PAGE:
Thunder on the Mountain


Rousing myself out of bed, I stood up and walked over to the window. Many clouds blotted the sky, but I was still just able to make out the sun peering over the horizon. It was 7:00 in the morning and I was about to do something I never ever could have imagined. I had arrived in town just yesterday to a clear sky and warm sun. But yesterday was irrelevant because today was my day to climb Mount Kazbek.

The few people I had mentioned this to already thought I was completely nuts, as I didn't have any mountain climbing experience or equipment, and my shoes were cheap slip-ons that I'd bought at a Russian thrift shop. I dismissed this negativity. Even if the peak was unachievable, I was determined to reach, at least, the mountain’s glacier and nothing, come hell or high water, was going to stop me.

After a quick breakfast and three hefty cups of coffee, I left the guesthouse and set out for the mountain with a fourth coffee in hand. The forecast had called for a chance of rain, but the mostly clear sky seemed to suggest it would hold off for the time being. Nonetheless, I had a full day ahead, so I needed to make every second count.

Like a spider powered by chemically induced adrenaline, I climbed up the steepest face of the mountain, ignoring the gradual walking paths laid out for the standard hiker. Those are nice for someone on a stroll, but not for me. I wanted to pierce the clouds, stand in the June snow and tower over the green planet below!

After a little while of slopes practically staring me in the face and trees so green they would make Ireland blush, I reached an old stone church that had stood on the mountain for centuries. I felt a desire to stop and marvel at the architecture, but I resisted. The sky was turning darker as more clouds appeared overhead, adding to my ever-present sense of urgency. Quickly, I snapped a few pictures and continued my ascent.

Soon, I was above the tree line. The landscape opened, revealing the mountain and all its glory. I'm coming for you, I thought to myself as my nose started to drip from my excessive caffeine intake. The air seemed fresh, the grass vibrant and untouched. I was a man in wild nature, and I wanted more. I wanted it all. I wanted to face the wildest elements Kazbek had to offer.

After four hours, I began to see snow. First, there were just a few patches, but soon there was snow and rock everywhere. The grass had called it quits by this point and refused to keep growing, and civilization below was no longer visible. I was unstoppable…I thought.

As I arrogantly took a picture of myself in the snow, I heard something off in the distance: thunder. Quickly, the sky began to darken, and the winds grew stronger. The temperature plummeted and the previously mild air now sent a terrible chill down my spine. The thunder grew louder and louder.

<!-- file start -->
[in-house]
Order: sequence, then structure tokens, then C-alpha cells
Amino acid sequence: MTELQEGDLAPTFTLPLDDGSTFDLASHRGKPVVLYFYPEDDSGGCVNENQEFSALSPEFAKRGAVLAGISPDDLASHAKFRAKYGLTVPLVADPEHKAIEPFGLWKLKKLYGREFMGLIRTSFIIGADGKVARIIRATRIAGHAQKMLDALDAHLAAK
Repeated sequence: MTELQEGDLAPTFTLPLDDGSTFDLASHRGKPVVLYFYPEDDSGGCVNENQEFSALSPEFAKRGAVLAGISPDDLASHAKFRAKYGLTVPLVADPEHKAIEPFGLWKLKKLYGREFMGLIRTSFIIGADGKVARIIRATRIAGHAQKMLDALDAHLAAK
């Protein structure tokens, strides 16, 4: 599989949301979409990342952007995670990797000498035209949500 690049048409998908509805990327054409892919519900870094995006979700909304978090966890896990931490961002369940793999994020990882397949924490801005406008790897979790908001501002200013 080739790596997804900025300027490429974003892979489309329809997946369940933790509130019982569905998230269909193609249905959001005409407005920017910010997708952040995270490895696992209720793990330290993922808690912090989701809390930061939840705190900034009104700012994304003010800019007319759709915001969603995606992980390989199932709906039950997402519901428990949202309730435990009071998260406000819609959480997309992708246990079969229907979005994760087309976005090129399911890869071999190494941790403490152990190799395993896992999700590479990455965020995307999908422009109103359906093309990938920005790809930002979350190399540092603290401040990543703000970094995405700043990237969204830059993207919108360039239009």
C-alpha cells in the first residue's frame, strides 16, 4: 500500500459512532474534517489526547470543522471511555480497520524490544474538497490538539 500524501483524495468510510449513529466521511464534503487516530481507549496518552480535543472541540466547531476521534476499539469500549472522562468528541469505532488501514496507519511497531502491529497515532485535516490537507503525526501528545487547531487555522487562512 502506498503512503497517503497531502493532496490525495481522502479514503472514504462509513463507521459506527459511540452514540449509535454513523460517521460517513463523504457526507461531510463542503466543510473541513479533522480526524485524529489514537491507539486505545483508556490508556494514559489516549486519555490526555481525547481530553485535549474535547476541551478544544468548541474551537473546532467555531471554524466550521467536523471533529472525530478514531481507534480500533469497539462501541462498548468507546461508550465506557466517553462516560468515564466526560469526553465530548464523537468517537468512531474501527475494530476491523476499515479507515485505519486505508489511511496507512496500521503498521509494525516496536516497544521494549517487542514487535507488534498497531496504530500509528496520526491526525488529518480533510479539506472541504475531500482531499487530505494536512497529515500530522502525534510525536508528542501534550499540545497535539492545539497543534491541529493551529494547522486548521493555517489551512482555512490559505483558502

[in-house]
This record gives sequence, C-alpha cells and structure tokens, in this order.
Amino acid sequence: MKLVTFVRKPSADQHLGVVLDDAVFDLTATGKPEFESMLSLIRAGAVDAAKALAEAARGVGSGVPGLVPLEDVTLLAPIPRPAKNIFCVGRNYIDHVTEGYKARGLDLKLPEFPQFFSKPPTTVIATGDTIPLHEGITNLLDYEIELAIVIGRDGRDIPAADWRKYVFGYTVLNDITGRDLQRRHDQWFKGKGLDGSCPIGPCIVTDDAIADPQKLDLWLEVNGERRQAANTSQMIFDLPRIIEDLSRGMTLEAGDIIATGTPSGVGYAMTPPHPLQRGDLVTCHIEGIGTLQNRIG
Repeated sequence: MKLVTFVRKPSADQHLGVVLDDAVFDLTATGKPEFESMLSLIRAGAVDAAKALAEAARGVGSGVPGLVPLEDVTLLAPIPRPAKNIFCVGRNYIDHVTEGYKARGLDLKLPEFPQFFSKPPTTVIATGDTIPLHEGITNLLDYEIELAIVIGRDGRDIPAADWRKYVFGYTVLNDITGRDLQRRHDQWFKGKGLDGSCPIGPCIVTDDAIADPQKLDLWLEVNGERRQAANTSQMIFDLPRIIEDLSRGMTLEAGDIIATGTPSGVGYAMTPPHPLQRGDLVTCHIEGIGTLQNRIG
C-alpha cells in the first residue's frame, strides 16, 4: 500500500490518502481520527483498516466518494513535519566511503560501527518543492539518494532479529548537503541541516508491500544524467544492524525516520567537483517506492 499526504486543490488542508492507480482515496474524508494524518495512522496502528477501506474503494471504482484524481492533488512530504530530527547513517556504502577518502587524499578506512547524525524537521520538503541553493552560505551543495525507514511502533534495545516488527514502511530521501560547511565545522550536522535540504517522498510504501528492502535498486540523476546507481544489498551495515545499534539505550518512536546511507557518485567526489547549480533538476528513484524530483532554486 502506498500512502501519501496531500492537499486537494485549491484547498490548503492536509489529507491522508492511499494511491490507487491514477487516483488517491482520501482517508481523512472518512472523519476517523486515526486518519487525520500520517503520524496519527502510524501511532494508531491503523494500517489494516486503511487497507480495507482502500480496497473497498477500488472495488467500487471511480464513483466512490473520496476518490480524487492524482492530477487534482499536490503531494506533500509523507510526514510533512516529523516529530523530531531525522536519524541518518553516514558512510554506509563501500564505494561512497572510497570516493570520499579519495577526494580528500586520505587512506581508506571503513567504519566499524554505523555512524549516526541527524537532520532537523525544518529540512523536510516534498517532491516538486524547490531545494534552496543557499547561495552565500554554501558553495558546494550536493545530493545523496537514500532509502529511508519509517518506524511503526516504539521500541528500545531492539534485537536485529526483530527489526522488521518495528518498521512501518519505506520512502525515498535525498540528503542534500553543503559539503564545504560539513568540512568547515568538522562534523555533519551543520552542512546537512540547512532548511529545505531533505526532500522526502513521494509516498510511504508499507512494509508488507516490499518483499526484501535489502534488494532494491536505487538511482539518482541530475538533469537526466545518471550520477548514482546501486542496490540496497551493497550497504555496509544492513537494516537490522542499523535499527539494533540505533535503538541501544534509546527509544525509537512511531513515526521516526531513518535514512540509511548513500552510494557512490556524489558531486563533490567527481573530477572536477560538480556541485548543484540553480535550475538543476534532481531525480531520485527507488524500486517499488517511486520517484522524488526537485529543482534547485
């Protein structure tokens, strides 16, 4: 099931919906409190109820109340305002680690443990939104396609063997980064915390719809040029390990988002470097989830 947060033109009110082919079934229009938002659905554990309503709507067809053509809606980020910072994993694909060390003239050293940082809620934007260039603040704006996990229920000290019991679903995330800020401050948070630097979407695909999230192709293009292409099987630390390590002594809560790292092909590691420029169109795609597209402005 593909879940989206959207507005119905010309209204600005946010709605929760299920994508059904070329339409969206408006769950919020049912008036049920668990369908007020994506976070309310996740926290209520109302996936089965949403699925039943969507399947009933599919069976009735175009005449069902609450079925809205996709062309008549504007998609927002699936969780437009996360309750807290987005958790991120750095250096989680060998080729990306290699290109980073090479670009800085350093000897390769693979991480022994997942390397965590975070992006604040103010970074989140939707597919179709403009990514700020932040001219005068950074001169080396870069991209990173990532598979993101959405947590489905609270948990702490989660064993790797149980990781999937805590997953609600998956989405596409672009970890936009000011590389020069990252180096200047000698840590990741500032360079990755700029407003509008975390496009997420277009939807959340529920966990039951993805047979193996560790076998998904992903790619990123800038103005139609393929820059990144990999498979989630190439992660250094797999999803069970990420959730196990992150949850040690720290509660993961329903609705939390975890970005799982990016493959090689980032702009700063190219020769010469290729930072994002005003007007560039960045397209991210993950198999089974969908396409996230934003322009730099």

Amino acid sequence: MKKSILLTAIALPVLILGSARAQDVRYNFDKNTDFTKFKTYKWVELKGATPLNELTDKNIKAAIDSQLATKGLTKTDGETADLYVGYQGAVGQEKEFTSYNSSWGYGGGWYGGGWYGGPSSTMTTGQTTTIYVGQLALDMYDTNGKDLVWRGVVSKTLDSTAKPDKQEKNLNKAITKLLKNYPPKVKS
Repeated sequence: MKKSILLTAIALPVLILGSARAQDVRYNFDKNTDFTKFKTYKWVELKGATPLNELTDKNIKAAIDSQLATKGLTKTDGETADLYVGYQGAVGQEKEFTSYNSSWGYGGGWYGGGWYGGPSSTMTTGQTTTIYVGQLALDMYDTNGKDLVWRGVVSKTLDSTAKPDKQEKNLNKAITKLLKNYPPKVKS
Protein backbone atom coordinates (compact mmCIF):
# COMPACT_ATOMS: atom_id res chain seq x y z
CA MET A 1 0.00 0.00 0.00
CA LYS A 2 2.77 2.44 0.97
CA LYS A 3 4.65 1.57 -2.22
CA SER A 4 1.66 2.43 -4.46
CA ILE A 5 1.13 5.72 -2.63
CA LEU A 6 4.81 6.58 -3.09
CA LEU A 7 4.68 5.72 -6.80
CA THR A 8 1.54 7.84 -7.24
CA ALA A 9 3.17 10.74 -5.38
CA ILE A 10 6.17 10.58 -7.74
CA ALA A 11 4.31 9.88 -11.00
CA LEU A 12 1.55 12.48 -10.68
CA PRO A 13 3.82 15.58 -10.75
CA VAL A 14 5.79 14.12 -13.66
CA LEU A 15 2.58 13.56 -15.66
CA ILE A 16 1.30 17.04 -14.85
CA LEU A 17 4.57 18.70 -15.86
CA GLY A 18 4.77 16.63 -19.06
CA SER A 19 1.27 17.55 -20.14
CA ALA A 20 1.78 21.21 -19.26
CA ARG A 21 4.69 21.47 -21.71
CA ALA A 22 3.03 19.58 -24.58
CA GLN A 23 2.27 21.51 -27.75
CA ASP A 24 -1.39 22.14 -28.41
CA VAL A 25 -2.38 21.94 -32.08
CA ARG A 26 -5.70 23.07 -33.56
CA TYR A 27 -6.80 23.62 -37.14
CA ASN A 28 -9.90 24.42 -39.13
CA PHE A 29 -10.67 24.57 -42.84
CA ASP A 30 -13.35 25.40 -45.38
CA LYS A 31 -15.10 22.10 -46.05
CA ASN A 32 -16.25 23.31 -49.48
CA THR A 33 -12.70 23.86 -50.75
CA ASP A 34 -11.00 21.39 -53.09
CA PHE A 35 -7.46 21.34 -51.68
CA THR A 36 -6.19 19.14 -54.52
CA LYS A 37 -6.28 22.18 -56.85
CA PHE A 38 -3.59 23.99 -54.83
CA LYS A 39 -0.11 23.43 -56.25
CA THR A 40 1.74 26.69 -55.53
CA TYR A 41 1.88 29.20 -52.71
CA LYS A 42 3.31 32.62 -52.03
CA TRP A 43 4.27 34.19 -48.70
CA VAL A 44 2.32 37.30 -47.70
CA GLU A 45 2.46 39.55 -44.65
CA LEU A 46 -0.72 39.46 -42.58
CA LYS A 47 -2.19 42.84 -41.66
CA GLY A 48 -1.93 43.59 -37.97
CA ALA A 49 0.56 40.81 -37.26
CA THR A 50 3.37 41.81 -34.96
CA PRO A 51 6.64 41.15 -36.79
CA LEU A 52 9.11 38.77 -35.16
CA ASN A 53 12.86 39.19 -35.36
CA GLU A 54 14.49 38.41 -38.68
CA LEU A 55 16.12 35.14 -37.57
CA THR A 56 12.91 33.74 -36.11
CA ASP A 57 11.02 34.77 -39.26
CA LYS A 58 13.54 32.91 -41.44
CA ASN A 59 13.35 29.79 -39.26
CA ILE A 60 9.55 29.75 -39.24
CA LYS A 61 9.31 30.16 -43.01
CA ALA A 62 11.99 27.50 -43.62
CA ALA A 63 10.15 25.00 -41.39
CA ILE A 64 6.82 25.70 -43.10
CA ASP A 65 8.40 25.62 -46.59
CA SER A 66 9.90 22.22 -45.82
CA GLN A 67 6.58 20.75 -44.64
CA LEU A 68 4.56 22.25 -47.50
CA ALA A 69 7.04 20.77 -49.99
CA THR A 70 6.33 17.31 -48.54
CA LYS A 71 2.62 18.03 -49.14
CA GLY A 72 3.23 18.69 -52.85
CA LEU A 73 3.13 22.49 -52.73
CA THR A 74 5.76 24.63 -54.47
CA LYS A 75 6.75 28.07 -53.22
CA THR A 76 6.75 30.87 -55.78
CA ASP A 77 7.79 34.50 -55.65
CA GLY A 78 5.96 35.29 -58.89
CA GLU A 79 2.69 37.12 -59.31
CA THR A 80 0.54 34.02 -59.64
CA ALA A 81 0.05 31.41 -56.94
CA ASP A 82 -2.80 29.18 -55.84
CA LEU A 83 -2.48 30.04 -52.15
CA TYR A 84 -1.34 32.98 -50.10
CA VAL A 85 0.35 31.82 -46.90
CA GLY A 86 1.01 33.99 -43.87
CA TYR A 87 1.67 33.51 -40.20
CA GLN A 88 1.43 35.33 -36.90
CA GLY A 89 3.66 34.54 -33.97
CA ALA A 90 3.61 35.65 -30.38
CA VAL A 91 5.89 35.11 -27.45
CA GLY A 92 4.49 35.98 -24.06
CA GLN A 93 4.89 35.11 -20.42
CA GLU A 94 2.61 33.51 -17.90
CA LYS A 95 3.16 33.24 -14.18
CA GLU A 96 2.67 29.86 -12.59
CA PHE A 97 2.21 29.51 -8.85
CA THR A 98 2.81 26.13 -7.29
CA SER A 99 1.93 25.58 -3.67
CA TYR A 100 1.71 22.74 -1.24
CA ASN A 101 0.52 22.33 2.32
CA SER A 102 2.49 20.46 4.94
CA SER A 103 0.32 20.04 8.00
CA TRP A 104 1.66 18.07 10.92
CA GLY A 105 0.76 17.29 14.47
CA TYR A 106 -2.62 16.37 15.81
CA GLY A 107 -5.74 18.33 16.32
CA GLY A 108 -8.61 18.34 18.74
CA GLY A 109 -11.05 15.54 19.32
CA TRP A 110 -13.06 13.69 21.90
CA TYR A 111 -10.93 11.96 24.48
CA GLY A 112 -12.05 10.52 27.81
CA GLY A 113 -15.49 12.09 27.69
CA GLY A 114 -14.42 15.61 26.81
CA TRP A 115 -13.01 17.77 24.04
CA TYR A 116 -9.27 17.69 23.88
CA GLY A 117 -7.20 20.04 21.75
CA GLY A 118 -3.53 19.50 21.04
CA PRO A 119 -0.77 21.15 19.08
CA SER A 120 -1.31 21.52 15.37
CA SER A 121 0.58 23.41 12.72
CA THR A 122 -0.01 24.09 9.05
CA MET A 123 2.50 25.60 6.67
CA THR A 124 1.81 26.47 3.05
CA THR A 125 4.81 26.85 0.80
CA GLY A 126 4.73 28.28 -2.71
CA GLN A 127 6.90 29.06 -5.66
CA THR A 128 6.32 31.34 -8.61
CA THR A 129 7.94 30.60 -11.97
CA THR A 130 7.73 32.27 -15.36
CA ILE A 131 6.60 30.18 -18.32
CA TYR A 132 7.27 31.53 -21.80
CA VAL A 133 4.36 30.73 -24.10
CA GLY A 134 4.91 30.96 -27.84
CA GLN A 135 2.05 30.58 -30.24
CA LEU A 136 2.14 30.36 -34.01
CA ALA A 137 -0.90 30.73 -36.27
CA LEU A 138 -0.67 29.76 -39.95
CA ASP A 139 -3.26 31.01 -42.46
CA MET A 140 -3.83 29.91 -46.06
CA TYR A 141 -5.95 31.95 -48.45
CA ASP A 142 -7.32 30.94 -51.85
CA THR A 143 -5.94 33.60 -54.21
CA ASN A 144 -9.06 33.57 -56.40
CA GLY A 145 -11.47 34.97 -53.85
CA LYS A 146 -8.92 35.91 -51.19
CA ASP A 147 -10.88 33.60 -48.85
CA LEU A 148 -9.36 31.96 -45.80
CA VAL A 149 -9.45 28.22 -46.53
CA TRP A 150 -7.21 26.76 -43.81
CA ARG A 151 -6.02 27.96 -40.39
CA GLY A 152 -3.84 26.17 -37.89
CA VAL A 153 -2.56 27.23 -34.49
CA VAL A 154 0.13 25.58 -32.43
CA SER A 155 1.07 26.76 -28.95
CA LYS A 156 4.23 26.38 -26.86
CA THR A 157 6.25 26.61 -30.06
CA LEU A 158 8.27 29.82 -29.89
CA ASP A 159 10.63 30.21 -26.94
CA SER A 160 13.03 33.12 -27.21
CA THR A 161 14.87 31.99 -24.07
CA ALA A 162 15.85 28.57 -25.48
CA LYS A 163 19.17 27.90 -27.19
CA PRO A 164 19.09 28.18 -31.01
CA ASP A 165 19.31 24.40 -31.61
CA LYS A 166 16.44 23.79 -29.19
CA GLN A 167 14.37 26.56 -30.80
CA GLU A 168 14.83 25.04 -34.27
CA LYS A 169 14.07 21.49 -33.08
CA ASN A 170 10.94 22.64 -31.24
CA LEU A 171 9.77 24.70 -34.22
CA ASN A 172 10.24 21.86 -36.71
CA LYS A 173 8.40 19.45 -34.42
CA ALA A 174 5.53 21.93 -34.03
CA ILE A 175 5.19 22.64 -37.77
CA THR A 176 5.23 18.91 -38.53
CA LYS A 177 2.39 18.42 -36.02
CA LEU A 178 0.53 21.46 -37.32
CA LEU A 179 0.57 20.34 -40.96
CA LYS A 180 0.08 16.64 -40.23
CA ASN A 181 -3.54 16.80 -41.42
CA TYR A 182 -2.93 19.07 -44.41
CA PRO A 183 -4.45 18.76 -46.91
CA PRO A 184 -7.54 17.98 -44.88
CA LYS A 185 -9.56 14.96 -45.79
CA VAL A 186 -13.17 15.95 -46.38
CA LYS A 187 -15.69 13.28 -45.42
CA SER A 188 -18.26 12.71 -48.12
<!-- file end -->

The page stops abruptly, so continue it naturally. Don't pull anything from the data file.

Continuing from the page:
I was torn. my caffeine fueled heart wanted to keep going and romantically challenge the elements. ‘Maybe it will pass quickly,’ it insisted. My brain, on the other hand, was adamant I head down instantly, noticing I was entirely alone on a large mountain several hours from civilization in a country where I could not speak the language.

The two vital organs battled valiantly. Romanticized ideals fought tooth and nail with logical intellect. Then the rain started. Thrown by the wind, stinging droplets pelted me from all directions and my previously comfortable clothes now soggily clung to my body. The brain won. I needed to get off the mountain. Fast.

I turned and ran down with all the speed my legs could muster. The snowy, rocky ground had turned into a dirt soup, causing me to slip and fall face-first. I got up. My light blue shorts were now unrecognizable, caked in mud. Could this be the end? With every flash seemingly right on top of me, I thought the next one could be it and some unfortunate hiker would come across my sizzling corpse a few days later. No. I couldn’t think like that. I had to focus and use everything I had to get down. Again, I fell.

Soon I was back in the trees. I couldn’t tell if it had been ten minutes or two hours since I turned, but that no longer mattered: I was getting closer and I needed to persist. The storm, still ever present, hung overhead and spouted water and electricity. I continued, and soon saw the church. More importantly, I saw a car. There’s a dirt road that goes from the village to the church, and for some odd reason, somebody had made the journey in these conditions. I ran over to the car and knocked on the window, which lowered to reveal a man of about 40 with graying stubble. In broken Russian, I explained my situation hoping he would understand. He paused.

“I do not have and space in the car.” He replied. “But maybe… here?”

He opened the trunk for me to get in. I had a choice: either get in the trunk of this unknown man’s car, or continue running down the mountain in the freezing cold rain for another hour. I chose the car. I wasn’t bothered by the small space, nor by the fact I didn’t get as high as planned. I was out of the storm and had not been struck by lightning. That was enough for me.

Billy Martinsky

07 December 2017 19:22